The central bank has remained silent about its motivations.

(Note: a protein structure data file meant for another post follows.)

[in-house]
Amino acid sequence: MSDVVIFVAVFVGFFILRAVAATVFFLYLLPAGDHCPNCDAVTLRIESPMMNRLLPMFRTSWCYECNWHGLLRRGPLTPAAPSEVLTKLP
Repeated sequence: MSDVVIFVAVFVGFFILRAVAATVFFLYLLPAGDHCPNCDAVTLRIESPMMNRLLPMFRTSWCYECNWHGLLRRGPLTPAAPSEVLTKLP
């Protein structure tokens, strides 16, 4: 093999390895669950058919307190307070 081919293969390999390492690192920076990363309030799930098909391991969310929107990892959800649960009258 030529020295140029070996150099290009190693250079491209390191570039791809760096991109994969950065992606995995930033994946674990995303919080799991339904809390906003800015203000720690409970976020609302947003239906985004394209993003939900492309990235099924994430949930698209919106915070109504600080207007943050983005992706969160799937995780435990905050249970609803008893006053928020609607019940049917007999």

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Egypt's revaluation of the pound this week has raised expectations of a major shift in how it manages a long-running currency crisis, with evidence growing that the central bank may be preparing for a more flexible exchange rate mechanism.However, Wednesday it strengthened the pound by 2.5 percent, the first such move since 2013, and injected $1 billion into the economy.Egypt's outgoing central bank governor Hisham Ramez has battled for months to defend the pound, with most bankers saying that he could not hold out indefinitely with foreign reserves at $16.4 billion – enough for only three months of imports. After the revaluation, bankers struggled to explain why the central bank had intervened to strengthen an already overvalued pound, taking it to 7.73 per dollar and holding it the next day.Like Williams, Genena expects the central bank to encourage a period of volatility, with attractive interest rates on pound deposits drawing onetime speculators to this safe haven.He then expects the central bank to begin shepherding the pound down to a level closer to its market value – the dollar traded at 8.6 pounds on the black market Thursday – but within a broader band, allowing greater flexibility and easing pressure on the foreign reserves.Many bankers say, however, that the central bank does not have enough foreign reserves to manage such a dramatic shift and could fall prey to speculators betting against the pound if it tries to maintain the new rate or otherwise sway the market.
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